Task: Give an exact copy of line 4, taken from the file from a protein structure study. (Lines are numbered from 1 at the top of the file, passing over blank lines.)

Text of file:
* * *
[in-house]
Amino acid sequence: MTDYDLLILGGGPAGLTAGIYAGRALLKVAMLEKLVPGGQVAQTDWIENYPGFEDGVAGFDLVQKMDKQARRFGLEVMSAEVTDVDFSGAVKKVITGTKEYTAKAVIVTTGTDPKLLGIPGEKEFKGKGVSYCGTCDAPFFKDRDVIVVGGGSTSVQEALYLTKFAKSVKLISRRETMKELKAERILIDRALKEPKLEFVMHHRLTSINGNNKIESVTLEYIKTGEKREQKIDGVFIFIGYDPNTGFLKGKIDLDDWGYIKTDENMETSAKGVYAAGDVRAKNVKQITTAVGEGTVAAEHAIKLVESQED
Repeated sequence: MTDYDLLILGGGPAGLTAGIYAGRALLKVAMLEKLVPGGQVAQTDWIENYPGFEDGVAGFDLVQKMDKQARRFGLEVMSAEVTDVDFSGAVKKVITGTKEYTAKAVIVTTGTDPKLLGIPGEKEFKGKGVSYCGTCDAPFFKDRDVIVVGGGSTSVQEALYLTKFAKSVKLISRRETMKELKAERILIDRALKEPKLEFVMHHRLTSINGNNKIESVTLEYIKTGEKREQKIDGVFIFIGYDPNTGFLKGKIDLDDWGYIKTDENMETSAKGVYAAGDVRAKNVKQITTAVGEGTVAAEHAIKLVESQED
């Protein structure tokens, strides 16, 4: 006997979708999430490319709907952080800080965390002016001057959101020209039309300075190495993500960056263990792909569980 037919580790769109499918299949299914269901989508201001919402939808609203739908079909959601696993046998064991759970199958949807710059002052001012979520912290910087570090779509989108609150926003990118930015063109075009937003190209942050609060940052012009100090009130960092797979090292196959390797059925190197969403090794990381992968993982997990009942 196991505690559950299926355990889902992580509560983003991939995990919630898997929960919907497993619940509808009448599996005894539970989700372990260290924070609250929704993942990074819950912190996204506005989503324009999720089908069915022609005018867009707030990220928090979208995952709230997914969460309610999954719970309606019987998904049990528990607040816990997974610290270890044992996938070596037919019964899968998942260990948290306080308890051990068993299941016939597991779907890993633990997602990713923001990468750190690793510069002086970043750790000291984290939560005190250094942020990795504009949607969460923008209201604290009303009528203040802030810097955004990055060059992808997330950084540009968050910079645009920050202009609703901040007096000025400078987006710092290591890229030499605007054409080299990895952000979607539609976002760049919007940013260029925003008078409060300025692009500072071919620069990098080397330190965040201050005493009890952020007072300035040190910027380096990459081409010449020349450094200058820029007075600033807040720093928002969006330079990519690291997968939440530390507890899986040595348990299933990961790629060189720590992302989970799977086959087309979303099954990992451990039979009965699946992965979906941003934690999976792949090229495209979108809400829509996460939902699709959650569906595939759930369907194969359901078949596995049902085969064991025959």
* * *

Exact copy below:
């Protein structure tokens, strides 16, 4: 006997979708999430490319709907952080800080965390002016001057959101020209039309300075190495993500960056263990792909569980 037919580790769109499918299949299914269901989508201001919402939808609203739908079909959601696993046998064991759970199958949807710059002052001012979520912290910087570090779509989108609150926003990118930015063109075009937003190209942050609060940052012009100090009130960092797979090292196959390797059925190197969403090794990381992968993982997990009942 196991505690559950299926355990889902992580509560983003991939995990919630898997929960919907497993619940509808009448599996005894539970989700372990260290924070609250929704993942990074819950912190996204506005989503324009999720089908069915022609005018867009707030990220928090979208995952709230997914969460309610999954719970309606019987998904049990528990607040816990997974610290270890044992996938070596037919019964899968998942260990948290306080308890051990068993299941016939597991779907890993633990997602990713923001990468750190690793510069002086970043750790000291984290939560005190250094942020990795504009949607969460923008209201604290009303009528203040802030810097955004990055060059992808997330950084540009968050910079645009920050202009609703901040007096000025400078987006710092290591890229030499605007054409080299990895952000979607539609976002760049919007940013260029925003008078409060300025692009500072071919620069990098080397330190965040201050005493009890952020007072300035040190910027380096990459081409010449020349450094200058820029007075600033807040720093928002969006330079990519690291997968939440530390507890899986040595348990299933990961790629060189720590992302989970799977086959087309979303099954990992451990039979009965699946992965979906941003934690999976792949090229495209979108809400829509996460939902699709959650569906595939759930369907194969359901078949596995049902085969064991025959």